“We take in only raw materials and then produce everything ourselves—we make our own ink, tan our own leather, and even have our own forge to make bronze and gold. We didn’t do it this way because we wanted to be fancy or expensive. We did it because we had to,” Dino says.
But manufacturing all of these steps in-house was time-consuming. In fact, training artisans to master these skills would have taken a lifetime. Since Dino was establishing a business that needed realistic timelines, he developed a 50-step process where each of his 50 artisans mastered a single step, such as papermaking or bookbinding.
“After two to three years, our specialized craftsmen are much more skilled and efficient than those who have learned the bookmaking trade over their entire lives,” Dino says.
Nothing is impossible
According to Dino, D’ORO’s specialized process allows it to create the world’s most ornate, highly-crafted books.
To produce the equestrian volume The Golden Horses, D’ORO artisans used 25 grams of gold intricately hammered 2,000 times to sculpt its cover. The resulting golden horse head cover is so lifelike that readers can feel the warmth and kindness of a real horse looking at them.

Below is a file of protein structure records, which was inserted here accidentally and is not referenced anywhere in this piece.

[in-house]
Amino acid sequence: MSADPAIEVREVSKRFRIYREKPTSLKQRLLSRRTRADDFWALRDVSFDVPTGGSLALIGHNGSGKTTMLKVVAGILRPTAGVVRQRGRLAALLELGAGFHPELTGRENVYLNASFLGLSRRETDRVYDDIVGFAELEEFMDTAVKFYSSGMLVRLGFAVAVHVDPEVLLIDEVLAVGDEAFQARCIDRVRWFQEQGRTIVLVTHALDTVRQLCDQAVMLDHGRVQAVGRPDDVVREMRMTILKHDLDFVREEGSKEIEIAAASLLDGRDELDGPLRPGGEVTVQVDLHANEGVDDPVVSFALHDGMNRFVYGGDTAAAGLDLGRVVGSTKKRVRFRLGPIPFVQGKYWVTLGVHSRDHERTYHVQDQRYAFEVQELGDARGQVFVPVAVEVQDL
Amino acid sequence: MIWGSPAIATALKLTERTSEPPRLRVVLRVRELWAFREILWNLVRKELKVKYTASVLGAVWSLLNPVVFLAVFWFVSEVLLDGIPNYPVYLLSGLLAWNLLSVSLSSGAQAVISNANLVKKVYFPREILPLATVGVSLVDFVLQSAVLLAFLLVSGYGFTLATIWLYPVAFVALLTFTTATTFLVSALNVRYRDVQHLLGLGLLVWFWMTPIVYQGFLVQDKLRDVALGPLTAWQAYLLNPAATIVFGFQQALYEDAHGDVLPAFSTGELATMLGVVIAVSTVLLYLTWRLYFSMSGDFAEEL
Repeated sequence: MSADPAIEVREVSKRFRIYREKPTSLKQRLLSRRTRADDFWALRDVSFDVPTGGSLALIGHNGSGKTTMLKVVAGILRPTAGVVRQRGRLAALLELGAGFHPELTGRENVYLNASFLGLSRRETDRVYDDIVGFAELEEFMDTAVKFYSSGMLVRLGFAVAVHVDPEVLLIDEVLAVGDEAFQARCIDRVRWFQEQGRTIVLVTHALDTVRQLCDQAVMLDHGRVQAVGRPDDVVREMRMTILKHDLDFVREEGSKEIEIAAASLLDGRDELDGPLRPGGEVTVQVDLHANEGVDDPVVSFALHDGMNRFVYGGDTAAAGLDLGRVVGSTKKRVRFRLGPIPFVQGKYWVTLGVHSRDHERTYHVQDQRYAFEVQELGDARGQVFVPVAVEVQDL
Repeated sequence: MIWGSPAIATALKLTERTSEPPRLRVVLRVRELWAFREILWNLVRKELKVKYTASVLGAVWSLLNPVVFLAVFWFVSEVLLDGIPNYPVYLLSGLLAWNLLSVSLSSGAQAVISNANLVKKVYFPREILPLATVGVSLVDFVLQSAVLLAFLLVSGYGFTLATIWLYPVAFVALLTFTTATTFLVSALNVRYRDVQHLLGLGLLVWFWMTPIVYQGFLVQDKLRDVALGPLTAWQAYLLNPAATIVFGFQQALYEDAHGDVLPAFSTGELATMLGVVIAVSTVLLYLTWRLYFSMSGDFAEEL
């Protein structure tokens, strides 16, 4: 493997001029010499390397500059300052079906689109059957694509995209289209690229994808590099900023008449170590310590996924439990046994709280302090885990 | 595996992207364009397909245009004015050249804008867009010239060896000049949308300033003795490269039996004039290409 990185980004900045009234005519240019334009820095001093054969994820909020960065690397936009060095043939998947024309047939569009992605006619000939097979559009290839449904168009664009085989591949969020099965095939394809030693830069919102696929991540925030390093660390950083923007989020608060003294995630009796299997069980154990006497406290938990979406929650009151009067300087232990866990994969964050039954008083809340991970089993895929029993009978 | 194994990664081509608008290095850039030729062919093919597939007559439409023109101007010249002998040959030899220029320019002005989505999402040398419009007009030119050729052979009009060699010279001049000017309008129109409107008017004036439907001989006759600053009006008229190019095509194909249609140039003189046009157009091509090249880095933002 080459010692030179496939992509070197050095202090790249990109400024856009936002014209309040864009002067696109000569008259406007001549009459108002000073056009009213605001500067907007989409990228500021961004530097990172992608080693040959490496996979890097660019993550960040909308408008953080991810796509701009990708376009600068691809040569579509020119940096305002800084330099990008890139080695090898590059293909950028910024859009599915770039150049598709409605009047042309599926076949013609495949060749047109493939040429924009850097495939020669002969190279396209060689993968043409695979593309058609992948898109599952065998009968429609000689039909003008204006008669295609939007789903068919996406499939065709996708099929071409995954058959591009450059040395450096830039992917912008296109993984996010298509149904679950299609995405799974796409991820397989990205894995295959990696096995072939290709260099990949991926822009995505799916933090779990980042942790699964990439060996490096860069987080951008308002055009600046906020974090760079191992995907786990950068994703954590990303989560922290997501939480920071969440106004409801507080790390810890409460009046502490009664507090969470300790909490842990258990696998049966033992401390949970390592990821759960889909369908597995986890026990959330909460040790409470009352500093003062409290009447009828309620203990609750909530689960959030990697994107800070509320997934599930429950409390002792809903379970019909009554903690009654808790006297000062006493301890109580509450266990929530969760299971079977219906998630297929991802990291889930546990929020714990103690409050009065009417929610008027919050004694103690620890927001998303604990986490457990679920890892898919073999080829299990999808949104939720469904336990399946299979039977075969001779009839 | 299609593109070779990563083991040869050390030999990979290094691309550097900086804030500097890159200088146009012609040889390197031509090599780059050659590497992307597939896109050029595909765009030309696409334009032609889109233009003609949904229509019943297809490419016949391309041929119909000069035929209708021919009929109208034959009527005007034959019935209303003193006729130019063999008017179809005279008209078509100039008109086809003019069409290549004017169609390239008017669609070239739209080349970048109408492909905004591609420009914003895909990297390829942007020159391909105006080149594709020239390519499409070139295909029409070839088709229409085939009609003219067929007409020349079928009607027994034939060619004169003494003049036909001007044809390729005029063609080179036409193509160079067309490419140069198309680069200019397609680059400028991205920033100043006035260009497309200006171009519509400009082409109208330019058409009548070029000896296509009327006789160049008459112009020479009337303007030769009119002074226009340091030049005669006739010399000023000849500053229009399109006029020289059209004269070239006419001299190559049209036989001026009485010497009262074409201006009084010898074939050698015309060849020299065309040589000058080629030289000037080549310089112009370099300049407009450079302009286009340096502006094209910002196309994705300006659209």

D’ORO uses 10 different designs as part of the bookmaking process, all following the Golden Ratio, a figure indicating harmonious proportions in nature and human creation.
Dino believes his Italian heritage has been influential in guiding this high standard of excellence.
“We have 3,000 years of skilled craftsmanship and culture. Being the best is embedded in Italian culture,” he says.
Over the last two decades, however, Dino’s challenges have been constant. Time and again, he’s been told something is impossible to achieve.
One time, luxury carmaker Lamborghini commissioned D’ORO to craft a book out of carbon fibre—the same material found in its sports cars—as an heirloom collectible for customers.
“Everyone told us it’s impossible to bind the leather and the bronze to the carbon fibre,” Dino says.
Yet after three years of focused work, D’ORO crossed the finish line, achieving the impossible.
“We’re determined. We never give up,” Dino says.